Also On: PS4, PC, Xbox One
Publisher: Digerati Distribution
Developer: Nerdook Productions
Vertical Drop Heroes HD doesn't make much of an attempt to hide its influences: it's basically Downwell crossed with Rogue Legacy. Which is to say: it's a game where you're constantly on the move vertically, and in which every time your character dies, you play as the next warrior in his or her family tree.
The problem with having such obvious influences is, well, obvious: when the influences are better games, it makes it easy to pine for them rather than enjoying the game you're playing. Such, at least, is the case with Vertical Drop Heroes.
I mean, taken in isolation, it's not a bad game. The levels are quick and concise; it's literally just a matter of letting gravity do the work for you, and strategically killing a few monsters along the way. The levels are also procedurally-generated, which means every playthrough is different. Beyond that, different heroes have different strengths, and you can upgrade characters along the way. Rounding things out, the characters — to say nothing of the game world in general — are adorable without being too cute.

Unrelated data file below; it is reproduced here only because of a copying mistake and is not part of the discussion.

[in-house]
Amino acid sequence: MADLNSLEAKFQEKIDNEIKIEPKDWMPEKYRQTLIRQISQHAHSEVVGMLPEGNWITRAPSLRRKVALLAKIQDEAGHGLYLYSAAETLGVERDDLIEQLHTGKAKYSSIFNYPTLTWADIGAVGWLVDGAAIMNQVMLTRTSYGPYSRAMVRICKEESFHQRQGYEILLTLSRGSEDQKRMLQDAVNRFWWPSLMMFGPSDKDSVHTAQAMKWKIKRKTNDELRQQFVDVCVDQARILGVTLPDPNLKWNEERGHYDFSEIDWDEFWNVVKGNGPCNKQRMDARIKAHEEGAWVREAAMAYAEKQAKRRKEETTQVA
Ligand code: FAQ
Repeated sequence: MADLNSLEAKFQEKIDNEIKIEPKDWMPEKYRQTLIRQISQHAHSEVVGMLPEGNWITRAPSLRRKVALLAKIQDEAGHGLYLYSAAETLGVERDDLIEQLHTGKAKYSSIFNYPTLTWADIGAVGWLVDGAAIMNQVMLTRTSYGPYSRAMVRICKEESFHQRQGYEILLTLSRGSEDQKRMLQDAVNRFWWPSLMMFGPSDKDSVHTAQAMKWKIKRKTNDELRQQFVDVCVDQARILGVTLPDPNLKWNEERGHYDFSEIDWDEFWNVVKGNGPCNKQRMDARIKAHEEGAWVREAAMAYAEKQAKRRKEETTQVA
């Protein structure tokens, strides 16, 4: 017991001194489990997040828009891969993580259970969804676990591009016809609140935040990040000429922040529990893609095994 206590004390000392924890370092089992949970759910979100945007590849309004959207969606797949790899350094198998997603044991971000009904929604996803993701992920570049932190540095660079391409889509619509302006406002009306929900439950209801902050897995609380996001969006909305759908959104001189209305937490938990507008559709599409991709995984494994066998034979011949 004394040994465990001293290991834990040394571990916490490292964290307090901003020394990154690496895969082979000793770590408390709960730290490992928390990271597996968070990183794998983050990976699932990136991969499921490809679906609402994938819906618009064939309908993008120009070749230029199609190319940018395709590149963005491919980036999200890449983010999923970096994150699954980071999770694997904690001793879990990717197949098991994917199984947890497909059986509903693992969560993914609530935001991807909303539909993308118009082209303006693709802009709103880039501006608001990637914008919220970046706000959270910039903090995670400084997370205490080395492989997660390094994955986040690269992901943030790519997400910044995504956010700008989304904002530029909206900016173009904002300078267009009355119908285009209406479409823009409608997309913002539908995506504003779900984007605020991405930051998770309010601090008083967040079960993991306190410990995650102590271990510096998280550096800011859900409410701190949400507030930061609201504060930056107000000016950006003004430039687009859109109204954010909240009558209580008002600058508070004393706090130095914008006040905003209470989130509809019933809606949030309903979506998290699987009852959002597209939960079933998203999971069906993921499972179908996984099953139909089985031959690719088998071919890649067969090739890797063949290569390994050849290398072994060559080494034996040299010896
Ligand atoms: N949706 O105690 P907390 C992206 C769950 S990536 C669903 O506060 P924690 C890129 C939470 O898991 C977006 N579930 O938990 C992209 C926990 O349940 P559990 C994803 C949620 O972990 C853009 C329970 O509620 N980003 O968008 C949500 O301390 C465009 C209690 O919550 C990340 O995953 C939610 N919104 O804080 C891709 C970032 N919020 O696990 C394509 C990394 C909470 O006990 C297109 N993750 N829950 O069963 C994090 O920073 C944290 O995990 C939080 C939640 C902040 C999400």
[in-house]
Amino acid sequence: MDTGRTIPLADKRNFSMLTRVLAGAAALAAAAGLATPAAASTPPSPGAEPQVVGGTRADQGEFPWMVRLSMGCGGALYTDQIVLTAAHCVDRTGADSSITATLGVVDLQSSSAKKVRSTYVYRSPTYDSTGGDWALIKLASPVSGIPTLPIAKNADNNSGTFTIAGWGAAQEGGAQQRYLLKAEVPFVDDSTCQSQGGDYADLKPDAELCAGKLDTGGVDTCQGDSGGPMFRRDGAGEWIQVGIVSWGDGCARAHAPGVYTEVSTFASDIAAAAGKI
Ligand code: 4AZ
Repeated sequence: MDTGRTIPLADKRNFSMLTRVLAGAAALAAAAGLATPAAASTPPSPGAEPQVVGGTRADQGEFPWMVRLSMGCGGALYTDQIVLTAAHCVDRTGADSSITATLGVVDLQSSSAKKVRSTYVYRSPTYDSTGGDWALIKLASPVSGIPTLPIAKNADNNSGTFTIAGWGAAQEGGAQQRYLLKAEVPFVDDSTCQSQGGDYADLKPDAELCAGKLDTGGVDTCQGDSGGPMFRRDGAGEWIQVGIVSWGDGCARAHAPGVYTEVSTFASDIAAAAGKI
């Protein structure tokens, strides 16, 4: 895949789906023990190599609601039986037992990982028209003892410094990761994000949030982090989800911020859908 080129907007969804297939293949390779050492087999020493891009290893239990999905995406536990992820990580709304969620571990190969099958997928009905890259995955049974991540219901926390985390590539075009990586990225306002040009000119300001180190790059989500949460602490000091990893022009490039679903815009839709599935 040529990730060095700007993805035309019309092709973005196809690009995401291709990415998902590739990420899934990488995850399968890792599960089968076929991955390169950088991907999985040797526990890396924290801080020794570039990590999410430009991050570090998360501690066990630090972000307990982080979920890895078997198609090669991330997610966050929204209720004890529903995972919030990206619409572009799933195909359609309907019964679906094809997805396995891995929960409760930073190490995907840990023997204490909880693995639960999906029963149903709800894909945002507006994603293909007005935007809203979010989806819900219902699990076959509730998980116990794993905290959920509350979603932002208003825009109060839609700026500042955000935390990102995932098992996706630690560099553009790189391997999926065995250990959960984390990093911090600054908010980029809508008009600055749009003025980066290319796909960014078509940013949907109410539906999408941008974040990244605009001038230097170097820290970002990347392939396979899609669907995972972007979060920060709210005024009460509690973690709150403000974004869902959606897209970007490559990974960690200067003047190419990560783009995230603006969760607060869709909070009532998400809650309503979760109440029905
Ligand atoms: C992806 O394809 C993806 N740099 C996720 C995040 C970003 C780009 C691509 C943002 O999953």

The thing is, Vertical Drop Heroes HD doesn't exist in isolation, it exists in a world where other games do the same things, and do them better. In Rogue Legacy, thanks to a skill tree, you knew exactly how much and where your heroes were being upgraded; here it's much more vague. Likewise, while Downwell has the same kind of action, there it feels much more intense, with more difficult enemies and a sense that you're plummeting much, much faster. Not even the art style is immune from comparisons; more often than not, things look like they were borrowed from Scribblenauts.
Again, none of this is to say that Vertical Drop Heroes HD is objectively bad; in fact, it could clearly be much, much worse. But it could also be much, much better, and chances are good that you'll spend most of your time with the game thinking about all the other games you could be playing instead.